Another effect of climate warming is the increase in the frequency and intensity of extreme events, such as heat waves and droughts, precipitation, and floods. In many regions of the world, now precipitation tends to be increasingly concentrated in shorter periods, during which they are more intense than in the past. The increase in intensity is related to the fact that a warmer atmosphere is able to contain greater amounts of water vapor, and therefore cooled air masses can cause more intense precipitation. A warmer atmosphere is also a more energetic system, and therefore phenomena such as low pressure systems and cyclones can intensify more, and therefore be associated with more intense and destructive winds.

Greenhouse gas emissions must be reduced
In 1960 global CO2 emissions were about 22 Gt CO2-eq (1 Gt is 109 tons) and the concentration of CO2 in the atmosphere was about 318 parts per million (ppm). In 2021 global emissions were 54.6 Gt CO2-eq, and today the concentration of CO2 in the atmosphere has reached 420 ppm. If we add up the annual emissions of greenhouse gases over tens of years, we find that between 1960 and 2021, in 61 years, about 2,370 Gt CO2-eq were released into the atmosphere, and that in the previous 110 years, between 1850 and 1959, about 1,022 Gt CO2-eq were emitted into the atmosphere. Given that global emissions do not decrease, if we continue to emit about 54 Gt CO2-eq per year as in 2021, it will take only 19 years to emit another 1,022 Gt CO2-eq, and only 44 years to emit another 2,370 Gt CO2-eq into the atmosphere.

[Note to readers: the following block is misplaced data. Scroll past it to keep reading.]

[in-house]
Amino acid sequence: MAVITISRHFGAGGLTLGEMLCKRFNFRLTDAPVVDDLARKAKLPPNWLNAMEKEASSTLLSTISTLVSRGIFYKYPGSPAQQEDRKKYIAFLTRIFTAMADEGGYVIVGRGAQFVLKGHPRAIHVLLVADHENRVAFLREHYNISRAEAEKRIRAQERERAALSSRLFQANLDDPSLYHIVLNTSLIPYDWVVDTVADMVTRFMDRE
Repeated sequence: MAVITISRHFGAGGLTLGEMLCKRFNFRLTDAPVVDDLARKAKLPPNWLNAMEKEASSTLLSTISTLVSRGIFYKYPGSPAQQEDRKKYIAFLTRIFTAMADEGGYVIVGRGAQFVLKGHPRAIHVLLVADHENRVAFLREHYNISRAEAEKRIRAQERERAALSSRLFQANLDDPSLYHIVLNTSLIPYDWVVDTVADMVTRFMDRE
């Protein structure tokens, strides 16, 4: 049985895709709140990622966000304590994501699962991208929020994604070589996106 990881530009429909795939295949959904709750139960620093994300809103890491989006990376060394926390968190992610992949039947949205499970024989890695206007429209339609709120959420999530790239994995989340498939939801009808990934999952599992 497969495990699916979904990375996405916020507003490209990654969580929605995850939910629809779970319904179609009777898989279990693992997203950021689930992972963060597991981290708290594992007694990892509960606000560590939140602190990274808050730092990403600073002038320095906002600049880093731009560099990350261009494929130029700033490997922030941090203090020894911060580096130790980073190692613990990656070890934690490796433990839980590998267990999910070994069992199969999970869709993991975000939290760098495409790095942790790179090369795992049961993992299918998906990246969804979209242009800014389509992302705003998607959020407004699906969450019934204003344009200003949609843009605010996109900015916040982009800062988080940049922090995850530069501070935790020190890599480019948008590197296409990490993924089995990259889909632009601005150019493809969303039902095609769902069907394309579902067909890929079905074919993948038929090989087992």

Quasi-linear projections for the future
There is a quasi-linear relationship between greenhouse gas emissions into the atmosphere, the concentration of CO2 observed in the atmosphere and the average global warming, which indicates that each further injection into the atmosphere of 1000 Gt CO2-eq of greenhouse gases corresponds to an increase in CO2 concentration of about 42 ppm, and a further global average warming of about 0.5oC.

This relationship can be applied to estimate that to limit average annual global warming to below 1.5oC, we have to limit global emissions to less than 600 Gt CO2-eq of greenhouse gases. If in the coming years we continue, as in 2021, to emit about 54 Gt CO2-eq of greenhouse gases, in 11 years we will have emitted an additional 600 Gt CO2-eq of greenhouse gases, and therefore the average annual warming limit 1.5oC will be exceeded in 2032. Note that Europe, a region with an average warming greater than twice the global value (about 0.5oC every 10 years), in 2032 will have reached an average annual warming compared to the pre-industrial period of about 3.0oC (today the average temperature in Europe is already about 2.5oC higher than in the pre-industrial period).

Figure 2. Total greenhouse gas emissions of Italy, expressed as % compared to 1990, when 0.50 Gt CO2-eq were emitted (data from Our World In Data;